This post contains an affiliate code (MATTROSE5) for Valor Fitness. I am signed up as an affiliate because I truly love the product I am talking about here, but the machine was purchased with my own money and my thoughts are 100% unbiased.
I created a video for this post if you’d rather watch these demonstrations in my YouTube video:
Or, you can swipe through this Web Stories version.
Otherwise, let’s get into it!
When the pandemic forced me to start working out at home, I knew I needed to get creative with my limited amount of space. I bought myself the basics, like a squat rack, bench, etc, but one thing I really missed from my commercial gym was leg extensions.
I wasn’t sure if purchasing a leg extension machine would be a silly purchase, but I pulled the trigger on it, and I am SO glad that I did.
It turns out that if you’re a little bit creative, a leg extension machine can become an incredibly versatile piece of equipment.
There are a bunch of different leg extension / leg curl machines you can purchase for your home workouts, but the one that I have specifically is the Valor Fitness CC-4 Leg Extension/Leg Curl Machine.
I love this machine, and have since purchased quite a few different pieces of equipment from Valor Fitness. If you want to buy this leg extension machine for yourself, or any other home gym equipment, you can use my code MATTROSE5 to save 5% on any Valor Fitness purchase.
A few things to note about this machine, and home-gym equipment in general:
- This isn’t a commercial-quality piece of equipment. It’s lighter, smaller, and it’s not built to take a lifetime of daily hardcore abuse.
- The weight is plate-loaded, meaning the resistance is going to feel slightly different. More on that in the next section.
- You’re not meant to use crazy amounts of weight with this leg extension machine. With home gym equipment in general, they’re not really made for you to load 10 plates onto. If you’re competing in a Strongman competition, I’d advise you invest in some heavy-duty equipment.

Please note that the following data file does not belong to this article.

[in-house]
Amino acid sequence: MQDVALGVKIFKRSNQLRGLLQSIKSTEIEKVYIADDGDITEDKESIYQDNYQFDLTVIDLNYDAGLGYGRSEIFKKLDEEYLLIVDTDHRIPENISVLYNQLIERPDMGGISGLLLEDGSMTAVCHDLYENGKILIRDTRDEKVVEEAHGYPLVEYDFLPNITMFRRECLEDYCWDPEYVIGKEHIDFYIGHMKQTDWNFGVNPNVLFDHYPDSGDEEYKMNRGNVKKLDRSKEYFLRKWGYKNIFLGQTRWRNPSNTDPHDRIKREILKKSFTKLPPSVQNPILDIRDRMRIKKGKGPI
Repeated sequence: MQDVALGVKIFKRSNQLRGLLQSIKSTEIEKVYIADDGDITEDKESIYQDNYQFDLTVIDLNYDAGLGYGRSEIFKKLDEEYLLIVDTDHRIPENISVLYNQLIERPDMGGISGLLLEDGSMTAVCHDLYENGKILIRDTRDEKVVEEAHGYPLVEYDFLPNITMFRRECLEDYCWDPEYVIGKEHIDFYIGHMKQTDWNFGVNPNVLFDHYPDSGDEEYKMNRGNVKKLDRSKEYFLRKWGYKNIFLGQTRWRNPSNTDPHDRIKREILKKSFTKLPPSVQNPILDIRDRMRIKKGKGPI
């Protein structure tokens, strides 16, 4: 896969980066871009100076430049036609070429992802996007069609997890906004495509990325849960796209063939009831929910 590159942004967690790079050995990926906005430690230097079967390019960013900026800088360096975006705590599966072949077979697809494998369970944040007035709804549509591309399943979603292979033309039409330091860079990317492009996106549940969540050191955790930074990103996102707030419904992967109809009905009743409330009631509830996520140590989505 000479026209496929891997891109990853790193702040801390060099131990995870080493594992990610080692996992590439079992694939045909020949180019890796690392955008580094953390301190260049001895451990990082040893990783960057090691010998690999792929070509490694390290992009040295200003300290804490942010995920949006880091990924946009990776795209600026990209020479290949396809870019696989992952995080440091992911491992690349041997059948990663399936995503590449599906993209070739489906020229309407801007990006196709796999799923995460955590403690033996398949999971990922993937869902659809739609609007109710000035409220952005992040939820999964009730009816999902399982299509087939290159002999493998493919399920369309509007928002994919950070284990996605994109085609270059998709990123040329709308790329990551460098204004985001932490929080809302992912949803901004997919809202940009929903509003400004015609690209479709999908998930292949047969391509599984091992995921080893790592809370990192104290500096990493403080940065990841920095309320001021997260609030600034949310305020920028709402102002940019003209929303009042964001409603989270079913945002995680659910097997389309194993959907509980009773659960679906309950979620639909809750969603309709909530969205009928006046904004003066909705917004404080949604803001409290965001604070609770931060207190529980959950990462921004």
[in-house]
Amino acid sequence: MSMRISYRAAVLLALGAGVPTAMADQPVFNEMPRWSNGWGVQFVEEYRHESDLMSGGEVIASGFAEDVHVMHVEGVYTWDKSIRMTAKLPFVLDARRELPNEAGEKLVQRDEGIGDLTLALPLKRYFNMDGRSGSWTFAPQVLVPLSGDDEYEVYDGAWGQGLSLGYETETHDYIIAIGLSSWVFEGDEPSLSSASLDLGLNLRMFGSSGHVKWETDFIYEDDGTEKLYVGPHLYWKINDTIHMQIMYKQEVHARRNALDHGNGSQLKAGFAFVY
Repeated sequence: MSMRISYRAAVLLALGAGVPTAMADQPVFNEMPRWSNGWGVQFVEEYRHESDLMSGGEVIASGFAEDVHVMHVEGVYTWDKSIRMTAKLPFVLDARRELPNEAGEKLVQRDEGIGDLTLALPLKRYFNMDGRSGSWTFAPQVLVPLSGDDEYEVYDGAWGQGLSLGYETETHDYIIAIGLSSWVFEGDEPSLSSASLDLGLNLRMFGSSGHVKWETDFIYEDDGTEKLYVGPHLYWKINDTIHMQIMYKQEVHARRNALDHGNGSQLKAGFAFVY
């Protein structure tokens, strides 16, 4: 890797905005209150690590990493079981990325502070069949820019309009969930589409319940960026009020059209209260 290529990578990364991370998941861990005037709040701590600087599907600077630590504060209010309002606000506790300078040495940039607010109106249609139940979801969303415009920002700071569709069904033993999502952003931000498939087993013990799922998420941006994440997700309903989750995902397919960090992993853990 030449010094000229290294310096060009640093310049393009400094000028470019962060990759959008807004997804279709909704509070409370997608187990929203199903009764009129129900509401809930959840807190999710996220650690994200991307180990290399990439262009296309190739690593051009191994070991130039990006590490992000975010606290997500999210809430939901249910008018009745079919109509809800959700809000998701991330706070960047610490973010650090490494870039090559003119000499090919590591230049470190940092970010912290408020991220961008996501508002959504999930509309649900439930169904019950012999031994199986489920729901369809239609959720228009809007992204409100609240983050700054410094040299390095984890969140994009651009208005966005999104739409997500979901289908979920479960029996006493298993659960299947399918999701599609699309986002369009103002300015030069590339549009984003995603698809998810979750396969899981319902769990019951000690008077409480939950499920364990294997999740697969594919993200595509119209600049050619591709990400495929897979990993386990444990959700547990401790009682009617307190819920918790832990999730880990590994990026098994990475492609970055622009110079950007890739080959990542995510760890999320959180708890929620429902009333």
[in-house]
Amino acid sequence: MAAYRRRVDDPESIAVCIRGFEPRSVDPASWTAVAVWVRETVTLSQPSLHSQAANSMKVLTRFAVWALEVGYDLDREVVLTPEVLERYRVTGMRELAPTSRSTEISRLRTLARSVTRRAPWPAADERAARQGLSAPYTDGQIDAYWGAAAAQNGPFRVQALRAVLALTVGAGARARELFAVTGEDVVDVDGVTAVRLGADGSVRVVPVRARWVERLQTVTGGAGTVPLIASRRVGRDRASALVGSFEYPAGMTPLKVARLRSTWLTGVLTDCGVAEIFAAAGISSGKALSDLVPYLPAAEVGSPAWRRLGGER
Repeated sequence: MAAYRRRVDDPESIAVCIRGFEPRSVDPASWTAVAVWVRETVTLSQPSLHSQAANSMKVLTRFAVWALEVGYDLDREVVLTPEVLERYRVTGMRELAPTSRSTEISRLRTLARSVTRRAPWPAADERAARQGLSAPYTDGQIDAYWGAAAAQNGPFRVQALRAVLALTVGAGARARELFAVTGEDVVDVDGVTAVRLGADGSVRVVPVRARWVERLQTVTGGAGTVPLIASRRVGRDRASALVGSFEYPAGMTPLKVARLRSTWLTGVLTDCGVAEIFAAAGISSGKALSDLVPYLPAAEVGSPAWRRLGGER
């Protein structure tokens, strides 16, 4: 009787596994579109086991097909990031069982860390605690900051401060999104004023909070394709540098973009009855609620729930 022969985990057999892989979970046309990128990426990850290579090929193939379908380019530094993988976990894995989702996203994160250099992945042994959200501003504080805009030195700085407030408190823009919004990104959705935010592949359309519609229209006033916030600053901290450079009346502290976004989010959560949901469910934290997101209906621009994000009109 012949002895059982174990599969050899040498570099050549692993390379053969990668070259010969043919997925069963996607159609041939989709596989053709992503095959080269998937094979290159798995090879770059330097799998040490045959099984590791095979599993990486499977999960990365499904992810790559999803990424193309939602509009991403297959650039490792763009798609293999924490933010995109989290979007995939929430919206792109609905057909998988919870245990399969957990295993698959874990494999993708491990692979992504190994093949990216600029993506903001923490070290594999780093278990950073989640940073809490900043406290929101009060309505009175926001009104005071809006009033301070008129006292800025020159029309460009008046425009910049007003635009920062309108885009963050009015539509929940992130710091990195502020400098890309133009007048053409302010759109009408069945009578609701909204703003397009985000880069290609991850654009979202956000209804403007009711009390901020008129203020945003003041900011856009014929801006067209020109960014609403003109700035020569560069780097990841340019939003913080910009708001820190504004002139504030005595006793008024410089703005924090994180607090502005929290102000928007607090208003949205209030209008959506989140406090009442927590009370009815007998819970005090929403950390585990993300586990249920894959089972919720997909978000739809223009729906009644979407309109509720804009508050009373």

Tip to get the most out of your leg extension/leg curl machine
The biggest adjustment I found when using a plate-loaded leg extension machine is that the resistance feels very different.
When you are using a leg extension machine at a commercial gym, there is resistance throughout the entire movement.
In other words, you are lifting X amount of weight from the very first inch of the movement.
When the machine is plate-loaded, the first couple of inches are virtually resistance-free. You’re working against gravity, so in the beginning of the movement, the weight is basically just moving side to side before it begins to move against gravity.
You can load up a ton of weight onto the machine and swing your legs with basically no resistance at all!
This really bummed me out, because only feeling the resistance at the top of the movement felt like a total waste.
Luckily, I found a solution:
This applies to all of the exercises I’m going to show you, but it’s especially useful for leg extensions.
If you just go to set up normal leg extensions, the first half of the rep will feel incredibly light.
Here’s how to remedy this:
- Sit forward in the seat
- Bring your feet back under the seat as far as possible
- Adjust the starting position as far as you can, so the shin pan meets your legs
- Sit back into a comfortable starting position
When you do this, the weight is going to start higher up, and you’ll feel resistance throughout the entire movement!
Watch the video at the top of this post for a demonstration- this little tip will make this machine SO much more effective.
15 Different Exercises You Can Do With a Leg Extension Machine
I’ve taken screenshots from the video demonstration to be able to visually breakdown the different exercises I am going to talk about here.
But if you want to see the exercises performed, make sure you check that video out!